Notorious spoiler-hater Dan Slott took to Facebook in the wake of DC spoiling its own Batwedding in the New York Times to talk about “spoiler culture.” DC’s self-spoiling follows a long tradition of comic book publishers spoiling their own stories pretty much whenever a mainstream media outlet is willing to pay attention to them over the last few years. The Fantastic Four writer was blunt about how he feels.
I hate this spoiler culture we’re in. Storytellers WANT to tell you the BEST stories possible. To do that, some of the most important tools in our toolbox are surprise reveals. If you rob us of that, you can kill the heart of a story that MANY people have poured months of our lives into- writers, pencilers, inkers, colorists, letterers, and editors. For a lot of us TELLING that story is more rewarding than any paycheck– it’s why we do what we do.
Slott isn’t a fan of spoilers, even when it’s his own employer doing the spoiling… though he does attribute that to purer motives.
But Dan, don’t the companies spoil things ahead of time? Yes, they do. And that’s a whole ‘nother conversation. And if you don’t think the people working on the stories AREN’T ticked off by that too, you’re not giving us enough credit. The short version why they do that: To get traction in the mainstream and OUTSIDE of the usual people who buy comics. They’re doing that to grow the industry, bring in new readers, and make the industry stronger– so we can keep the lights on at the company– and at brick and mortar stores.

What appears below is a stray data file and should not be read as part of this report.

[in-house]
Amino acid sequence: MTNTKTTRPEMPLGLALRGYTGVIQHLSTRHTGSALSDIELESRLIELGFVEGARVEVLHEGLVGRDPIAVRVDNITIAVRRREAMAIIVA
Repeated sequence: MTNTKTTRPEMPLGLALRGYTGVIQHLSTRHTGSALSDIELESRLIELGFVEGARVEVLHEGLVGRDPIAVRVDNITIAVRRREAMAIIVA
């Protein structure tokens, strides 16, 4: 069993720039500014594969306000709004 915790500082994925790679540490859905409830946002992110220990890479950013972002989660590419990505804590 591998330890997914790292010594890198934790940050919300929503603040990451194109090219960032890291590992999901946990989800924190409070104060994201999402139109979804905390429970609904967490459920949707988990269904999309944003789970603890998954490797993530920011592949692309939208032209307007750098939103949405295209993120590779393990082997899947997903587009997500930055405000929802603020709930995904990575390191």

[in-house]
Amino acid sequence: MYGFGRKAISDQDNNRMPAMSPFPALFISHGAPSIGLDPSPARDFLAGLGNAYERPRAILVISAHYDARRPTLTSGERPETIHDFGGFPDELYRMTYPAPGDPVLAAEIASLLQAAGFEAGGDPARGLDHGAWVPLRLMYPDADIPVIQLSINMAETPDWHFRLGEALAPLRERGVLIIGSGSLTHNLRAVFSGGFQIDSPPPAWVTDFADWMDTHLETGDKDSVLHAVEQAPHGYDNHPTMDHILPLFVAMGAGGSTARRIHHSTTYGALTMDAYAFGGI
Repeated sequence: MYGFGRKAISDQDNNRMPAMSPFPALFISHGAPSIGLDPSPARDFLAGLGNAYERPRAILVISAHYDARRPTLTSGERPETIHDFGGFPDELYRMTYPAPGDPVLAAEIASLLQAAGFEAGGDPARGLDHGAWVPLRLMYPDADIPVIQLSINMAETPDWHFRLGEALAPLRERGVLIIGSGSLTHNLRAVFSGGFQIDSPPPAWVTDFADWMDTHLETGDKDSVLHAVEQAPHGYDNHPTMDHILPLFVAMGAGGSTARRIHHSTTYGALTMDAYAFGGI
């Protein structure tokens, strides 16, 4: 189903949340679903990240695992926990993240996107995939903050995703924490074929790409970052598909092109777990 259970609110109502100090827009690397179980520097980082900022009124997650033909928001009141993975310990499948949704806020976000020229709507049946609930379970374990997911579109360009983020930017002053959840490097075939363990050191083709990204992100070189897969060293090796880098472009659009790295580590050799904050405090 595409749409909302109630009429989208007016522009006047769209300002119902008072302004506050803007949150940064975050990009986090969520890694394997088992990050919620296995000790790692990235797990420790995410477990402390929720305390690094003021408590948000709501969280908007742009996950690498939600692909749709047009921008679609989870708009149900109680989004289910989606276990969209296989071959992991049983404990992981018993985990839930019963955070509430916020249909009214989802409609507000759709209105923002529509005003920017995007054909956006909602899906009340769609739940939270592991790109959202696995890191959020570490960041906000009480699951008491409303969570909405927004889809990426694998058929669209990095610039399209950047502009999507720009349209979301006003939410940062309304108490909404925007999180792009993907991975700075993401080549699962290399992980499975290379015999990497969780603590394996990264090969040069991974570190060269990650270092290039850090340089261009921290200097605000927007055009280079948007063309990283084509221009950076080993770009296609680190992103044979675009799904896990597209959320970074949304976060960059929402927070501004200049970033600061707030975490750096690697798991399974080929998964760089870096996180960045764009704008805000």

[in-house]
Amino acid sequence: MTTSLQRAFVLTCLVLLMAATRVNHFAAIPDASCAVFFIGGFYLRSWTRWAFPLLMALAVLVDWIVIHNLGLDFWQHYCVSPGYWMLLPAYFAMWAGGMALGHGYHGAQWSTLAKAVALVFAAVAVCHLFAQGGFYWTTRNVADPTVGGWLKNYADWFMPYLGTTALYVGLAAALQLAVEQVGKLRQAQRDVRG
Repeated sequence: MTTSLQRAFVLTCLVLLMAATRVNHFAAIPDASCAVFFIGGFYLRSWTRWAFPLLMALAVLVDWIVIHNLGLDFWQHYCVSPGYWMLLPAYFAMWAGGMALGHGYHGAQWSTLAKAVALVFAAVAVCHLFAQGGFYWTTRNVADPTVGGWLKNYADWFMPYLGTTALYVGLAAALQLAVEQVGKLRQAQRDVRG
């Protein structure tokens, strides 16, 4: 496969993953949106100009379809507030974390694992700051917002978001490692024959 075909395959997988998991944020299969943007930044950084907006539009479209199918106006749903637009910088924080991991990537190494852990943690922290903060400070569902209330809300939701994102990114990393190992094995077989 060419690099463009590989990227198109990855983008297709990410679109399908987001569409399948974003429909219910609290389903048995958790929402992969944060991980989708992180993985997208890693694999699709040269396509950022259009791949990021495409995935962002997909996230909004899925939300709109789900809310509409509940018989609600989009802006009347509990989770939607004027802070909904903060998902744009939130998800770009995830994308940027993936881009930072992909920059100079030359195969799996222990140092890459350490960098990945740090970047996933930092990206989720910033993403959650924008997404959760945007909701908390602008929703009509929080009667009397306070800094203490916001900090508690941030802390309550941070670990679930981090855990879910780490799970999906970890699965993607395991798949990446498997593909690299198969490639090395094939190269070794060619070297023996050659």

But Slott is less generous in interpreting the motives of others:
When gossip or comic news sites spoil things ahead of time, they’re doing it for clicks. When fans find out stuff and spoil it ahead of time, they’re doing it for attention. That’s frustrating.
Though he does admit that maybe there are sometimes when fans aren’t doing it just for attention:
It’s even more frustrating when a fan reads something ahead of time, LOVES IT, and wants to SHARE that love with you. They want to let you know what cool thing is coming up because they’re genuinely excited about it.
Of course, it’s debatable whether Slott’s rosy interpretation of publishers’ intent to “grow the industry, bring in new readers, and make the industry stronger” is accurate. Comic book publishers rarely seem to think beyond the current quarterly financial cycle, with short-term boosters like reboots/relaunches, variant covers, and super-mega-crossover events being the most oft-used tools to sell comics. Spiking sales in the short term appears to be the goal in most cases, as opposed to slowing building a bigger readership over time, and how is that really any different than doing it “for clicks” anyway?
It could also be argued that when Marvel or DC spoils something on the New York Times, it’s worse than when a clickbait website does it since those websites generally obscure the spoiler behind warnings, leaving it up to fans whether to be spoiled or not. When Marvel or DC spoils something in the New York Times, the spoiler is often right in the headline, unavoidable.
Leaving that aside, it’s also questionable whether, assuming Slott is correct about the motives, spoiling a Batman comic in the New York Times even has any net positive effect on comic book readership. Publishers have been spoiling their big reveals for a few years now, and there’s no evidence of a major uptick in comics readership as result.
Well, what do you think of all this? Let us know in the comments.